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TUCKER WEST: We just have less training than a typical Olympic cycle. Normally, we would see this track a year or so beforehand. But obviously, due to the COVID situation, our training events were canceled. So we've only really seen this track for about two weeks in November.

MANN: Which is literally a game changer, right? I mean, luge is a sport where athletes rocket down an icy track at speeds topping 90 miles an hour. West says that's a lot harder to do when you just don't have all the twists and turns deep in your muscle memory.

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WEST: I think the potential for mistakes down the track is higher. You don't really know all the intricacies of the track. You don't really know what could pop up.

MANN: And this same learning curve is happening in a lot of these other sports here. The venue where speed skaters are racing in Beijing is using a different, more environmentally friendly technique for making ice. And some of the athletes say it feels really different. So they're having to adapt. And it's not just U.S. athletes facing this challenge.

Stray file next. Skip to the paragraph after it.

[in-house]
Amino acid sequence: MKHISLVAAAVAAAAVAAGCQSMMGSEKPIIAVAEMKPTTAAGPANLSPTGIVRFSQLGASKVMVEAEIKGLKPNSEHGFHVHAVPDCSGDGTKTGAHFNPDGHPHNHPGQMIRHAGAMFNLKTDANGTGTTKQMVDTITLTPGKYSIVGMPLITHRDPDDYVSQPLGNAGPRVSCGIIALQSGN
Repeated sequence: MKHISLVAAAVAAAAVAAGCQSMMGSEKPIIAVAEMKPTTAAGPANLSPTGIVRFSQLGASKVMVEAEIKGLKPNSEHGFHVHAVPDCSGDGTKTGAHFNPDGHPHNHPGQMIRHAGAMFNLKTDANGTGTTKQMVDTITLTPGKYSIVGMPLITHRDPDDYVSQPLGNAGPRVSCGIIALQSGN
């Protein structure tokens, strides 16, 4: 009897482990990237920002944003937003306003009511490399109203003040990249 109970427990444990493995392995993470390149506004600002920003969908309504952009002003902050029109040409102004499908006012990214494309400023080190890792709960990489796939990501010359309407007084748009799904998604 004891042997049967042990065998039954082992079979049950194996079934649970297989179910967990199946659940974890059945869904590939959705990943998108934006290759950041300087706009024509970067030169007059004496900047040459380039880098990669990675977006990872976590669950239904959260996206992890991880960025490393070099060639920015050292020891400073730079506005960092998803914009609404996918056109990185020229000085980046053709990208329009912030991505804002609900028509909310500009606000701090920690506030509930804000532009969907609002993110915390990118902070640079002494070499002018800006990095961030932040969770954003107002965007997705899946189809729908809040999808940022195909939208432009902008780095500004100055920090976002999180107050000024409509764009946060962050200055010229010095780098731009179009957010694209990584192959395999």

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THERESE JOHAUG: Of course, it's not the best.

MANN: That's Norwegian cross-country skier Therese Johaug, who arrived here for her races with zero experience of the course.

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JOHAUG: We come yesterday evening, so we have not been to the stadium yet. So we didn't know how the snow is, how the condition is and how the track is.

MANN: So in a sense, all these athletes are kind of in the same boat, you know, trying to figure out how to lay down their best runs at these venues where they don't have the comfort of experience. For Johaug, it worked. She actually won the very first gold medal of these games. And one other bit of good news is that when athletes do get on these courses, they're often saying good things about the conditions. U.S. downhill skiers AJ Hurt and Katie Hensien talked about this.